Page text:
Russia has said there is no threat of contamination after an explosion and fire at a Soviet-era biological weapons facility in Siberia that stocked samples of the Ebola and smallpox viruses.
The blast happened Monday at “Vector”, a state-run virus and biotechnology research centre that is one of only two locations in the world to hold the smallpox virus.
The Russian health watchdog Rospotrebnadzor said a fire broke out when a gas cylinder exploded, injuring one worker at the facility.
Glass was broken but the structure of the building remained intact and there were no biohazardous materials in the room where the explosion happened, the watchdog said.
The fire was extinguished Monday, authorities told news agencies.
The blast near Novosibirsk, the country’s third most populous city, is the latest to hit Russian state facilities this year.
In August, one person died and thousands had to be evacuated because of a fire at a Siberian ammunition depot that set off a series of dramatic explosions.
Later the same month, an explosion at a missile testing site in the far north killed five nuclear agency staff and caused a spike in radiation.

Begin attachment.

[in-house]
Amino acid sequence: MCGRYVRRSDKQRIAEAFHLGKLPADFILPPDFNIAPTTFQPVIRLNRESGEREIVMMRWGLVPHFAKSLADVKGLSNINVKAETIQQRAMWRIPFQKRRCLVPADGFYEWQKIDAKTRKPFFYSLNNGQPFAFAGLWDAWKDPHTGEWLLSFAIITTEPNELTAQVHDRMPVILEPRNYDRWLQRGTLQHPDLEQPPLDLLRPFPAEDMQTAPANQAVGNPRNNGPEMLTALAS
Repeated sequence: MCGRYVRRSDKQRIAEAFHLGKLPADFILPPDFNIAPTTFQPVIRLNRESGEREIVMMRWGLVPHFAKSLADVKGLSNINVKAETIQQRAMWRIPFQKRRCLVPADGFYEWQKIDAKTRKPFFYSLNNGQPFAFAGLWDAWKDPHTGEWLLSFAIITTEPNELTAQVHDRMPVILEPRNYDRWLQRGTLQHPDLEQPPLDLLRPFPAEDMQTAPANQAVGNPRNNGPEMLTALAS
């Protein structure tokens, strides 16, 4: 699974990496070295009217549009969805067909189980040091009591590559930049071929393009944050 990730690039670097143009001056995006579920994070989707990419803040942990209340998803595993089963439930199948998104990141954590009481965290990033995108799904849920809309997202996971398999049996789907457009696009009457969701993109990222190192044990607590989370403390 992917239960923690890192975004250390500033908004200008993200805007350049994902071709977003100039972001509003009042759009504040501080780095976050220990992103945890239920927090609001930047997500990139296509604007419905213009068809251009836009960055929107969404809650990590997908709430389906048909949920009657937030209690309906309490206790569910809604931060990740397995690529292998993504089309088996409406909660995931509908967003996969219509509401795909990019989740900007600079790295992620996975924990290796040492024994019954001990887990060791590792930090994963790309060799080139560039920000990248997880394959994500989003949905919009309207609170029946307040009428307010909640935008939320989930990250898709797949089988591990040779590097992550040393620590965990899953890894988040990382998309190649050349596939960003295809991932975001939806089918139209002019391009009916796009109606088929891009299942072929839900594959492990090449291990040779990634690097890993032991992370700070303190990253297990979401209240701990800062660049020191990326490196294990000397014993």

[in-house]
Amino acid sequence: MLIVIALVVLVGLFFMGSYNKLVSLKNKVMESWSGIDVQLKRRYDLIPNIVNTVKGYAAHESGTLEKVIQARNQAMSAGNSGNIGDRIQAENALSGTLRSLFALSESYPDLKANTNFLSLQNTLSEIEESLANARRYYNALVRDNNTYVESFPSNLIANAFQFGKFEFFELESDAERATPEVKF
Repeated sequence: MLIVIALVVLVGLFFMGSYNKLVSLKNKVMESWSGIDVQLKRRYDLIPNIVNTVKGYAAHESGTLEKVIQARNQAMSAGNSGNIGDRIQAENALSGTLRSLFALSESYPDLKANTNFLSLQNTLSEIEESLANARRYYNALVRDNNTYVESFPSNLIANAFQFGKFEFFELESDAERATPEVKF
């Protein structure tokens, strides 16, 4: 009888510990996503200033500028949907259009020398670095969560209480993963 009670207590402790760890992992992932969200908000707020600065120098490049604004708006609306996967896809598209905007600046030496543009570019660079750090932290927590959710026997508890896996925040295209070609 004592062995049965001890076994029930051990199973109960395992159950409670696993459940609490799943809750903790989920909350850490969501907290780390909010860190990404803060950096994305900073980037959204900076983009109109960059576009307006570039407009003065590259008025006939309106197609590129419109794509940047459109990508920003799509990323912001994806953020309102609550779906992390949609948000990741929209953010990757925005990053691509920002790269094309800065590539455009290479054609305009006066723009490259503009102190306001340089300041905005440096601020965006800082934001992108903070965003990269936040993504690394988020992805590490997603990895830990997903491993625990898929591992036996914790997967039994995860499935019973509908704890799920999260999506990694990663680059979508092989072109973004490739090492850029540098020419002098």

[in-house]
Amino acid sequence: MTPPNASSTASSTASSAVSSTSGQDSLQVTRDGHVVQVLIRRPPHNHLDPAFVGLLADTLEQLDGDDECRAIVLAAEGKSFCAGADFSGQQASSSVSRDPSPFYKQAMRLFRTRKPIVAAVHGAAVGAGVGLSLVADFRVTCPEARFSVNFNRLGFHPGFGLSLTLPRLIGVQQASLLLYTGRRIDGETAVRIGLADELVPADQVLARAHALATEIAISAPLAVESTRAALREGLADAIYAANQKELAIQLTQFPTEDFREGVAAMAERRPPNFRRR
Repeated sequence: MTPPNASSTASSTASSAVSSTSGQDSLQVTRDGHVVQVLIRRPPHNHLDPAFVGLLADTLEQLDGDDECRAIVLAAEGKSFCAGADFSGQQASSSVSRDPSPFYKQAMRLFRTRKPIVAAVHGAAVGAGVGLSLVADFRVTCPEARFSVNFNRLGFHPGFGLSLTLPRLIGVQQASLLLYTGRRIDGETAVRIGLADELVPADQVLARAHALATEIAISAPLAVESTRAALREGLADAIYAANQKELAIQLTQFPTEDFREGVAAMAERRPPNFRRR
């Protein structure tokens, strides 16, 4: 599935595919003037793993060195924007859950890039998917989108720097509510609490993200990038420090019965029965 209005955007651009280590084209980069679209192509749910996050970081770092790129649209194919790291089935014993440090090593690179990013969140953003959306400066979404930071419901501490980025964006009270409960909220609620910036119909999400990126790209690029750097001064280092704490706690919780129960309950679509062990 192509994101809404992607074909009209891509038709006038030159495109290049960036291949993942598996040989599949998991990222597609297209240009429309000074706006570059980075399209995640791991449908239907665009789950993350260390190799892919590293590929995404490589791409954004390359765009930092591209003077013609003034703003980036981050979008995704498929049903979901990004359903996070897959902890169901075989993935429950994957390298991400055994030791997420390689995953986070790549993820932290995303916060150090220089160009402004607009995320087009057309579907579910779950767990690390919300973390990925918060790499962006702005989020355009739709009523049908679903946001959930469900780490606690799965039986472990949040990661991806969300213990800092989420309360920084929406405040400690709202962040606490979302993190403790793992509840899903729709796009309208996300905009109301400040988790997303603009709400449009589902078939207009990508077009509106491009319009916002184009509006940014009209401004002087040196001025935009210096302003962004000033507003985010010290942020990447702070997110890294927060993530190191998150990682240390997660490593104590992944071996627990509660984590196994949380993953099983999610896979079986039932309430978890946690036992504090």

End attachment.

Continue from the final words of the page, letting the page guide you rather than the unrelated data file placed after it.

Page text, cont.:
Russian authorities have refused to release details of the blast and President Vladimir Putin said there was “no threat” from radiation following the test.
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NASA pioneers malaria-predicting tech in Myanmar
Yangon (AFP) Sept 10, 2019
NASA is developing a new technique to forecast malaria outbreaks in Myanmar from space, as the emergence of new drug-resistant strains in Southeast Asia threatens efforts to wipe out the deadly disease globally.
The goal of worldwide malaria eradication within a generation, by 2050, is “bold but attainable”, a report released this week in The Lancet argued.